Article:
At the Utahns Against Common Core booth there was a video loop showing the audience current, common core aligned textbooks that are approved for Utah schools.  The booth also featured a handful of teachers and parents, answering questions about why they opposed Common Core.  (The video that was looped is viewable here.  For further analysis of these texts from a Utah mental health therapist’s view —  see this video, too.)

There were more delegates clustered around the Utahns Against Common Core (UACC)  booth than around any other, by a long shot.  Many of the delegates signed the UACC petition, wore Stop Common Core buttons and stickers, and asked questions because of the conflicting (and may I point out, unreferenced) information coming from the State Office about Common Core.

I told delegates near our booth that I dislike the mandates of the common standards and I don’t believe for a minute that they are the solution to our educational problems.  (It seems a no-brainer that it’s harmful, not helpful, to lessen the amount of classic literature that a child may read, and to delay the age at which students learn basic math algorithms, etc.)

But academics are not the key issue; academic problems can normally be fixed, but under Common Core there is not even an amendment process.  These are copyrighted, D.C.-written, common standards.

Without a written amendment process, it’s a case of education without representation.  It’s a case of giving up the ability to even debate what the standards for Utah children ought to be.  It’s a case of allowing the federal government, and the philosophies (and money) of Bill Gates-Pearson Co., to micromanage local educational decisions.

Driving home, after four hours, I wondered if the resolution for local control would pass.  It did not seem likely even though our resolution closely matched the Republican National Committee’s anti-common core resolution that  had passed earlier this year in California.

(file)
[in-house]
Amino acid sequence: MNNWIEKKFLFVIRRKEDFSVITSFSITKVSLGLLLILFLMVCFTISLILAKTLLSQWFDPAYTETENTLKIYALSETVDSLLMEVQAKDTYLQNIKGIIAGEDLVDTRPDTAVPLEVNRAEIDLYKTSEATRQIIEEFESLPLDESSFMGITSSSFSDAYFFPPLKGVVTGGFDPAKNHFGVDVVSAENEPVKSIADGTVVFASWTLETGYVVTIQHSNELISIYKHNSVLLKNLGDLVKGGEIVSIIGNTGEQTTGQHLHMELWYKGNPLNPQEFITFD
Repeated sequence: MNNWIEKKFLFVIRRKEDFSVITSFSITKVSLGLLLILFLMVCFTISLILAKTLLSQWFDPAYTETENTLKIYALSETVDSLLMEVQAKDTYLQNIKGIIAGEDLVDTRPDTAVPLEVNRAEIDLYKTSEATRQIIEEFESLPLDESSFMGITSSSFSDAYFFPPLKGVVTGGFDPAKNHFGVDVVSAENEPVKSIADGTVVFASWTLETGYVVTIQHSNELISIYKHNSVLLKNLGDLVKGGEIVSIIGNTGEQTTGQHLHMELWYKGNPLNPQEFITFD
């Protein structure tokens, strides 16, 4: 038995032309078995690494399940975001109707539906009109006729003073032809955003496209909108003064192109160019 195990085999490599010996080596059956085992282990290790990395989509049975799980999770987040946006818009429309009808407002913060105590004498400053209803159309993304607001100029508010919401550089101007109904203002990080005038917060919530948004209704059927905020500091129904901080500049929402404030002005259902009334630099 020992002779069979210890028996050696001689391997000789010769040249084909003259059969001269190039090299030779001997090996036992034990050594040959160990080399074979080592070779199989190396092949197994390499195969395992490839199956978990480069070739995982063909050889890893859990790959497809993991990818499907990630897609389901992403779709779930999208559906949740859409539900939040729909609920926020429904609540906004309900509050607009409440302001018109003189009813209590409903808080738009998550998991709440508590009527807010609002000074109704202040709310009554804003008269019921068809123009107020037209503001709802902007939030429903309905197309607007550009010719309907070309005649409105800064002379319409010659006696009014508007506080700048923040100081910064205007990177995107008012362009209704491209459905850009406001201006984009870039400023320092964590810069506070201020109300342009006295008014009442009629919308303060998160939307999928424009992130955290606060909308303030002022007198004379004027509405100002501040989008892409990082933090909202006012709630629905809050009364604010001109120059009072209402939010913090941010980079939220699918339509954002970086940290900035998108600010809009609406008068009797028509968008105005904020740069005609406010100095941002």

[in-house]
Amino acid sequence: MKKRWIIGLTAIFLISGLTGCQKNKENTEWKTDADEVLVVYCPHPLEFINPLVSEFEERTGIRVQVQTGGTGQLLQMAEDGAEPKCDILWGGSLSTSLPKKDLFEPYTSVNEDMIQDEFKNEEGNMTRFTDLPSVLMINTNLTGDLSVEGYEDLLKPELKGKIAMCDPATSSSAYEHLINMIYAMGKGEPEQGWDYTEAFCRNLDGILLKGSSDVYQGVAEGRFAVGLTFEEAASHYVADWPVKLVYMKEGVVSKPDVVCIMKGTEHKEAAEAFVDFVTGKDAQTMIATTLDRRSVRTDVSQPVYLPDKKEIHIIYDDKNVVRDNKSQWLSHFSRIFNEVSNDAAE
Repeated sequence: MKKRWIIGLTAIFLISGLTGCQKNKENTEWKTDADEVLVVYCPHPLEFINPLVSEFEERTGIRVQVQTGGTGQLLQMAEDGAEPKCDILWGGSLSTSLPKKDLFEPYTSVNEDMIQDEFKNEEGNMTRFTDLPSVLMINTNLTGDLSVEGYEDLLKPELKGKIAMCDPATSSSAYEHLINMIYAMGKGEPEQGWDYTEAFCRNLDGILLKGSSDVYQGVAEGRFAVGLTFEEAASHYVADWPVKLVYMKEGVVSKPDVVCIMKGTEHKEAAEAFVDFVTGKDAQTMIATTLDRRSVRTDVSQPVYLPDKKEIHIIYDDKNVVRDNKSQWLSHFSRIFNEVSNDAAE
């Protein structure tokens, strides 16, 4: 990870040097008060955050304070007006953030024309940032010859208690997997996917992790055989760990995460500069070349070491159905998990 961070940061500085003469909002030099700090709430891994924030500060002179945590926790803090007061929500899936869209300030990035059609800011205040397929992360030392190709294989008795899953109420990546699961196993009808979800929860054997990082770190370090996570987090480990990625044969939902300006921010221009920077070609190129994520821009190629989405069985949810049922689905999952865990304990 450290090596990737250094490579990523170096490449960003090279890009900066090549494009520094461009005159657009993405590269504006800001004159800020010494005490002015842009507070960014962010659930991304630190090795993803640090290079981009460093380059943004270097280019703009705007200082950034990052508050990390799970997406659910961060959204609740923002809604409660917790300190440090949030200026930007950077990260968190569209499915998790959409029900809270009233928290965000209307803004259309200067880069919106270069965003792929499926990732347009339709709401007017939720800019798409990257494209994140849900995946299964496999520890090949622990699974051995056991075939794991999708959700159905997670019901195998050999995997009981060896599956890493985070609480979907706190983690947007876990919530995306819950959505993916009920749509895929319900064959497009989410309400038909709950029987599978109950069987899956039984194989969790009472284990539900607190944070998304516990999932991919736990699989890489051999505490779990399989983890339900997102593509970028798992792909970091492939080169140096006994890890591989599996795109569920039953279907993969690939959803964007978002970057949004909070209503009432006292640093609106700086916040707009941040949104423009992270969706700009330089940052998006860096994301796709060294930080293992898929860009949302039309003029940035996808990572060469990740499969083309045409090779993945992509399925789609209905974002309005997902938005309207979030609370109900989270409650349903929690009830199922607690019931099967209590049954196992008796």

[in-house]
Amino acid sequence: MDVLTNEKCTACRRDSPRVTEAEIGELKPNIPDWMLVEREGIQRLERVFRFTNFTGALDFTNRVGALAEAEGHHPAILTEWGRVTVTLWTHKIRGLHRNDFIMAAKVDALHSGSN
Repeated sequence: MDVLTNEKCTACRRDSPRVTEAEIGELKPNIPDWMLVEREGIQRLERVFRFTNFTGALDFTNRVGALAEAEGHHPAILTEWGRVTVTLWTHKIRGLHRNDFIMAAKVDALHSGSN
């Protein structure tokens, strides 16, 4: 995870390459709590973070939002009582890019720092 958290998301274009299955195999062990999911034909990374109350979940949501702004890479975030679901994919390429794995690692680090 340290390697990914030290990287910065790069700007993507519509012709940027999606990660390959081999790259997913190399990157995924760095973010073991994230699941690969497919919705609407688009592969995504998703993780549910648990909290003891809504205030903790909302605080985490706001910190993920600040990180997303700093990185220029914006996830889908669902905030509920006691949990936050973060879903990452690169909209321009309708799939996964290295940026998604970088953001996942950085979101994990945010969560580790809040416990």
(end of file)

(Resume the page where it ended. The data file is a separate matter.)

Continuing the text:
But in Utah, the GOP committee had given our resolution an “unfavorable” rating, saying that the wording was inflammatory.   The Governor was against us, having long been promoting Common Core and a related project, Prosperity 2020, very openly.  The State Office of Education was against us and had been passing out pamphlets, fliers and stickers to “support common core” –and had sent mailers to delegates, telling them to support common core.  (They used our tax money for this. Since when is tax money used to lobby for one side?)

And the media were generally against us.  Both the Tribune and KSL  had been covering this issue mostly from a pro-common core point of view.

So I was just thankful that we had gotten the opportunity to educate people at our booth.  I hoped for, but didn’t expect, the miracle  of the resolution passing.

Four hours later, I was completely stunned with the great news.  Alisa, my friend and a state delegate, texted me one word:  “PASSED!!!!”

Our resolution passed!  It did match the feelings of a majority of Utahns.  65% of the elected state delegates in the State of Utah voted NO to Common Core.

It was a welcome surprise.

Delegate friends filled me in on the details of what I’d missed.  I learned that the  powers-that-be tried their best to muffle the resolution.  They held it to the very end, after multiple speakers and presentations and other votes were held.  Some even called for the meeting to adjourn before the resolution could be debated on the stage.  There was a vote about whether to adjourn that was soundly defeated by the delegates.

Finally the resolution was debated.  There were elecrifying speeches, for and against. Then there was the vote.

Sixty five percent voted for it to pass!   That’s well over a thousand people, elected by their neighbors, from caucuses in every corner of Utah, who all said NO to Common Core.  This is huge, huge news to teachers, school boards, parents, students, and politicians, regardless of which side of the argument you choose.

But it didn’t make the Tribune.  It didn’t make the Deseret News. It didn’t make the Daily Herald or KSL.

Who knows why?  Sigh.

Looks like we have to spread this one by social media, folks.  There are powerful people who want to muffle the voice of WE, THE PEOPLE.

Let’s not let them get away with it.

Interview: Data Collection With Jenni White of Oklahoma R.O.P.E.   7 comments

There may be someone in America who has studied the education data collection scheme more than Jenni White of Restore Oklahoma Public Education. But I haven’t found that person. Here’s a video interview that Alisa, Renee and I filmed with Jenni this week.

Highlights: